The middle overs: Age 41 to 50. Around 25 to 35 per cent of the annual income should be saved. As the time horizon to retirement is still long enough, equity and equity funds should continue to be a crucial part of the portfolio—around 50 per cent or more. The balance can be invested in tax-efficient instruments providing steady returns.

The slog overs: Age 51 to 60. At this stage, the time horizon before retirement is shrinking, therefore, one should consider taking a conservative approach. The aim should be to save almost half of the annual income. Says Rustagi: “However, it is important to remember that it may only be a few years before one retires. Therefore, the key is to maintain a portfolio that will continue to grow for many years after one retires. Equity should still be a part of the portfolio, though in a more moderate percentage.”

You can fine-tune your savings habit to suit your risk profile and style. Direct your savings to an investment plan. And don’t shy away from equities. Says Ghatlia: “What is ideally required in order to create the nest egg is an investment strategy that focusses on building a large corpus. This is possible only when the asset allocation and the investment plan is overweight towards equity-related instruments.” In fact, a 2 per cent difference in returns per annum in your investments can alter the corpus that will vest on retirement by over 40 per cent over a horizon of around 20 years.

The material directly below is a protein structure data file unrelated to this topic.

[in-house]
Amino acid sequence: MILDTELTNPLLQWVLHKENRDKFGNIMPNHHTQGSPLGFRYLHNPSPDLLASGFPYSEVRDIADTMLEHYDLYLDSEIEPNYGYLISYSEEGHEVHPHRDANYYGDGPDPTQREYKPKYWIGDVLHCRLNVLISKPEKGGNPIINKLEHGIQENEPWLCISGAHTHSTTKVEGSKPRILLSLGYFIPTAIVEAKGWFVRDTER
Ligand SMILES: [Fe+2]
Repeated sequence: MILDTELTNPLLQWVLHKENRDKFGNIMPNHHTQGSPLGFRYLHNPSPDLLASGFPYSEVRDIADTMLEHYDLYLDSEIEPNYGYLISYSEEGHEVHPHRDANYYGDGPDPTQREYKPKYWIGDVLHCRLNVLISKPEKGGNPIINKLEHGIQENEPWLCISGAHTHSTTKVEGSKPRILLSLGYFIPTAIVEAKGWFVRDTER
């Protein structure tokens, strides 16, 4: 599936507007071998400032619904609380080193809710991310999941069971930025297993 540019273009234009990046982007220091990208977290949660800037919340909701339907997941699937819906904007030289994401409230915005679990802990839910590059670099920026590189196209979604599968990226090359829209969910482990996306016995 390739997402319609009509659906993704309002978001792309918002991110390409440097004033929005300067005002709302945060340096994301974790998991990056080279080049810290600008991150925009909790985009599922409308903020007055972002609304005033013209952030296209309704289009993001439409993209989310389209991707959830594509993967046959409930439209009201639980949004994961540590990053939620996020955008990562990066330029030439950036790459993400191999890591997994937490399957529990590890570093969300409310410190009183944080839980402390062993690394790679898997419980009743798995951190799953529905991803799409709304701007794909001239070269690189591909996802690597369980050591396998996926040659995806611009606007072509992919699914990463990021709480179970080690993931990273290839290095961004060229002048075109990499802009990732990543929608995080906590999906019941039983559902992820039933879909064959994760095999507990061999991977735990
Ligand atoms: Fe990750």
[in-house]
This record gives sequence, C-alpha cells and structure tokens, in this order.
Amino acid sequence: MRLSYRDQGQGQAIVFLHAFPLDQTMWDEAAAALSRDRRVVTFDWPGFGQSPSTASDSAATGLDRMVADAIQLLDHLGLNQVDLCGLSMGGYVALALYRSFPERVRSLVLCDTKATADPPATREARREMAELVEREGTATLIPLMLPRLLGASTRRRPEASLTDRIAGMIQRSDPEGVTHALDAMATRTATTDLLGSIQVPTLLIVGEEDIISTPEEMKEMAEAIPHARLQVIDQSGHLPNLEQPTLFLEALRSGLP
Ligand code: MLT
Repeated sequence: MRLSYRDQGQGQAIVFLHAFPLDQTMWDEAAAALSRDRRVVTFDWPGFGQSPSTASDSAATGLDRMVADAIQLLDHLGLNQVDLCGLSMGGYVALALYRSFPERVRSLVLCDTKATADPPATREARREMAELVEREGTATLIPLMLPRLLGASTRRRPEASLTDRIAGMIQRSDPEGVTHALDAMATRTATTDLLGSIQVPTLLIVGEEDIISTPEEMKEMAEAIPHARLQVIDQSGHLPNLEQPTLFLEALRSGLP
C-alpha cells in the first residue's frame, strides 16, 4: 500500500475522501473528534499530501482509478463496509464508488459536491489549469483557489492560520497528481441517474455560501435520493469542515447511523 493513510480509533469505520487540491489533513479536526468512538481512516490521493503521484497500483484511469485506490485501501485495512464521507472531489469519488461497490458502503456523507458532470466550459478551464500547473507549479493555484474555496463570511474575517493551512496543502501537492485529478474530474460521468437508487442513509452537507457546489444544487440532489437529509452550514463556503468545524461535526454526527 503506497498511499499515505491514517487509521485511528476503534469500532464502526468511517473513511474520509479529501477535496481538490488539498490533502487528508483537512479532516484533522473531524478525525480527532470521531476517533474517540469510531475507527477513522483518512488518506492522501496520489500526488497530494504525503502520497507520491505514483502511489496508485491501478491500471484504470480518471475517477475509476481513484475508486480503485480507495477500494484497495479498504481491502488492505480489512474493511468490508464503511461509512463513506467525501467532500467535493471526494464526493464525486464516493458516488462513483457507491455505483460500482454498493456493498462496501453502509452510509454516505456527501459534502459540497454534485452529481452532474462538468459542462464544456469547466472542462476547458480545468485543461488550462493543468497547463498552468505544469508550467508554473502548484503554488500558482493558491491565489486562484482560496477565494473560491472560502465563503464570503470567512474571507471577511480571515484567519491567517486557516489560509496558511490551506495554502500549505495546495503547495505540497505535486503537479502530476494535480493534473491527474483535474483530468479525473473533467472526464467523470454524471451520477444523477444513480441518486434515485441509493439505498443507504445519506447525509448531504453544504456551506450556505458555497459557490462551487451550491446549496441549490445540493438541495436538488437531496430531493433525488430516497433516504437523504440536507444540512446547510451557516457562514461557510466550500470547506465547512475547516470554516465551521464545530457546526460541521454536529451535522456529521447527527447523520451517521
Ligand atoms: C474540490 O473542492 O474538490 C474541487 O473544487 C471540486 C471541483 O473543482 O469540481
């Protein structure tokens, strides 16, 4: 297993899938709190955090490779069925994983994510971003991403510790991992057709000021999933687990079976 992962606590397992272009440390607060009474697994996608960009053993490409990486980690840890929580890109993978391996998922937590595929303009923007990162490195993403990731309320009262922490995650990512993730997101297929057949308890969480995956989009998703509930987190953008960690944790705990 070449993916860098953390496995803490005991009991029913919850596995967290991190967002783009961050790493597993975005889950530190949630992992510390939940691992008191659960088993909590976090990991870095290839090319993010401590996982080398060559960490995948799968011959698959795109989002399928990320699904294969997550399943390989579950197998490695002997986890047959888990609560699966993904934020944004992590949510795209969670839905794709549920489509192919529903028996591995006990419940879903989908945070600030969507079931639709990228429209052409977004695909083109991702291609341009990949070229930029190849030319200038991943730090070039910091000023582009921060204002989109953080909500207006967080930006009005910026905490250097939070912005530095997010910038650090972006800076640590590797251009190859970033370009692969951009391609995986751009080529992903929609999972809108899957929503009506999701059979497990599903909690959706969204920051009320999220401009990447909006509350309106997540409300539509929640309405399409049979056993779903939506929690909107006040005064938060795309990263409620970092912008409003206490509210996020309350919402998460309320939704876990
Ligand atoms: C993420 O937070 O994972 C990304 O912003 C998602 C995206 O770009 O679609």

Monitor your investments, and increase and decrease your savings rate according to where your targets have reached. Says Ghatlia: “The savings target must ensure a regular stream of income, and it should have enough for medical emergencies. Yet, it must also allow once-ayear vacations to exotic locations.”